Note: The terminology I've used here might or might not be standard.
For any n dimensional array, we need n asterisks$(*)$ in valid pointer code text to get the array elements.
printf ("%u, %u, %u", x + 3, *(x + 3), *(x + 2) + 3);
Here, we've used max one asterisk in any argument, and the array is 2 dimensional. So no way we'll get the elements of the array as the output.
So, Options B, C and D are wrong. A must be the answer.
Now, why is A the answer?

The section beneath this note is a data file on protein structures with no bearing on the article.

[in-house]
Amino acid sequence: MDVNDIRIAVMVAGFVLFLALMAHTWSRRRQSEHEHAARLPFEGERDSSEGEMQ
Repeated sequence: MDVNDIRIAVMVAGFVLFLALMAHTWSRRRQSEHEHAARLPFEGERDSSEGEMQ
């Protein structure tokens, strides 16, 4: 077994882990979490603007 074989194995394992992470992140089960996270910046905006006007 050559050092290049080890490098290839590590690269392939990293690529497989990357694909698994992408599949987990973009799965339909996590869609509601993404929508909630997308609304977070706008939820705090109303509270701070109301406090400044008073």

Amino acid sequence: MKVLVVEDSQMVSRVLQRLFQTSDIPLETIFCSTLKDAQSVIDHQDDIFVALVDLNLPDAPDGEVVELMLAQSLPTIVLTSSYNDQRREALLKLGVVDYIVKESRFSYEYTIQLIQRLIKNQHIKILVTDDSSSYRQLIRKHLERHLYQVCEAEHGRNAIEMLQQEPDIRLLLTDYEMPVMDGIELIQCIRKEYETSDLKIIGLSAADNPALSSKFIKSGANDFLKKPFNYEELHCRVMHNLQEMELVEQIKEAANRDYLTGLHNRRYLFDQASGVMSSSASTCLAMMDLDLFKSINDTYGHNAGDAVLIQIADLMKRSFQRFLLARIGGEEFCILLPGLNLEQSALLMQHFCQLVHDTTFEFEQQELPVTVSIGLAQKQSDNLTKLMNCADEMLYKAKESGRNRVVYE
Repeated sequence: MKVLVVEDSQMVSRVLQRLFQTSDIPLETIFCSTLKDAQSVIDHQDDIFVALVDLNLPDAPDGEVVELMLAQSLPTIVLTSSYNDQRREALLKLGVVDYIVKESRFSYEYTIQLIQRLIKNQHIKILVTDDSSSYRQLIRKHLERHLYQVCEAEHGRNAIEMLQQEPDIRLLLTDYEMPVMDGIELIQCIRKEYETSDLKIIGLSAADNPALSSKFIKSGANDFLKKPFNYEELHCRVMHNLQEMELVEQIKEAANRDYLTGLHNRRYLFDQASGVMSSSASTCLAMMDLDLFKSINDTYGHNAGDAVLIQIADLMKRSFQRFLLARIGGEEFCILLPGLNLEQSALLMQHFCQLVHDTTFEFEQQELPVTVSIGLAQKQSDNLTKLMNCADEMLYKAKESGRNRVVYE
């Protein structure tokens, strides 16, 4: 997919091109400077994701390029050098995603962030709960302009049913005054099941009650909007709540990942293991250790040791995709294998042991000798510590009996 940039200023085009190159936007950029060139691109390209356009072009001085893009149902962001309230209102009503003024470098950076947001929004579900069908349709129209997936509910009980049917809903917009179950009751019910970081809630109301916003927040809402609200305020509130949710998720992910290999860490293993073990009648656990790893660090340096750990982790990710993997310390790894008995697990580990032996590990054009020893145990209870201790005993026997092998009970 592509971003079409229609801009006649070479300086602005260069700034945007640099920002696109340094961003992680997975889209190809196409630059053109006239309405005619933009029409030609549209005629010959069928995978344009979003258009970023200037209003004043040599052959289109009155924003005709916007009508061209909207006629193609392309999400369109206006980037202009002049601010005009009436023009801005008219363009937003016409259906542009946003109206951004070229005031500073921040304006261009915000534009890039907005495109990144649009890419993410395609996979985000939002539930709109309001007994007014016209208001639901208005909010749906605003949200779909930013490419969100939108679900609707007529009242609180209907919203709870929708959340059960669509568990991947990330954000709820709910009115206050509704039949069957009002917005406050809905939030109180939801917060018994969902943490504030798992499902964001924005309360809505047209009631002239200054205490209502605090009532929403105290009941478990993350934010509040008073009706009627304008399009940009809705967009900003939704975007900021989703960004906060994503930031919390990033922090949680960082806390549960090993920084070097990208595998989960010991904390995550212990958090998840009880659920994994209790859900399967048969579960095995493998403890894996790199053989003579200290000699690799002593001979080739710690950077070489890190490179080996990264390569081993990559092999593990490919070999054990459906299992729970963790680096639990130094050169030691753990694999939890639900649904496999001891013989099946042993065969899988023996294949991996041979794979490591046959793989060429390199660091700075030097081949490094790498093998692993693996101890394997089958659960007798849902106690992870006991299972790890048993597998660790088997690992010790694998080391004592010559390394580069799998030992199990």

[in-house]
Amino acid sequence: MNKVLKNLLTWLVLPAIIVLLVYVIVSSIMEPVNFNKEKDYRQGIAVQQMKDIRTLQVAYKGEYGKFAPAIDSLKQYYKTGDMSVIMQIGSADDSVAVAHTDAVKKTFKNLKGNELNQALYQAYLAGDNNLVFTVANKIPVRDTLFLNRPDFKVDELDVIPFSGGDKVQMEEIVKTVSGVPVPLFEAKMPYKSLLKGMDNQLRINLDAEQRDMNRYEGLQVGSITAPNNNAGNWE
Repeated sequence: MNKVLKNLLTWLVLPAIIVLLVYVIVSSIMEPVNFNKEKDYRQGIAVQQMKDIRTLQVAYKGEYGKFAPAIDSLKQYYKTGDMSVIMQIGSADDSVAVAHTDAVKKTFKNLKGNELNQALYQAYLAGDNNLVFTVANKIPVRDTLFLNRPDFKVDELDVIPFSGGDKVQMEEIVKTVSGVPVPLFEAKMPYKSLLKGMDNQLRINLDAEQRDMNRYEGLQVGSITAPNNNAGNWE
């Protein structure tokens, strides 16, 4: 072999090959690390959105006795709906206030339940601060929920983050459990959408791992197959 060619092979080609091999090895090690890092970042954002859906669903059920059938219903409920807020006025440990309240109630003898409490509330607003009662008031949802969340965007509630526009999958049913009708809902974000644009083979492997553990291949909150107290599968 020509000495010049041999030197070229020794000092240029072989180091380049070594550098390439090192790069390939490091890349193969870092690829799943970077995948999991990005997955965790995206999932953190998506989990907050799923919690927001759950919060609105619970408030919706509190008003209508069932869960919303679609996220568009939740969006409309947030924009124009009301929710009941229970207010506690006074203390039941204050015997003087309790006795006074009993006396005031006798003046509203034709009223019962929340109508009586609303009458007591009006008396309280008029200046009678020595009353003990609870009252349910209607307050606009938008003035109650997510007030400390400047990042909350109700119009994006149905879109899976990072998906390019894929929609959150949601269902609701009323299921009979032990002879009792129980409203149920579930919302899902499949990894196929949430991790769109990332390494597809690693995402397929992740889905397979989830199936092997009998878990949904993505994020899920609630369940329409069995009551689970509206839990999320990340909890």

x + 3
We know the array name stores the address of the first element of the array. Here, what does x store? 1? No.
The first element is {1,2,3}, ie, the first "sub array"
Hence, x+3 would point to {10,11,12}. It's easy to notice that is the address 2036.
*(x + 3)
As seen, (x+3) points to {10,11,12}. So, dereference it, you'll reach the address of the first element of it, ie 10.
Address of 10, is 2036, of course.
*(x + 2) + 3
Very similarly, (x+2) Would point to {7,8,9}. Dereference this "sub array" you'll now point to just 7. Add 3, you'll point to 10. So you'll point at the address 2036.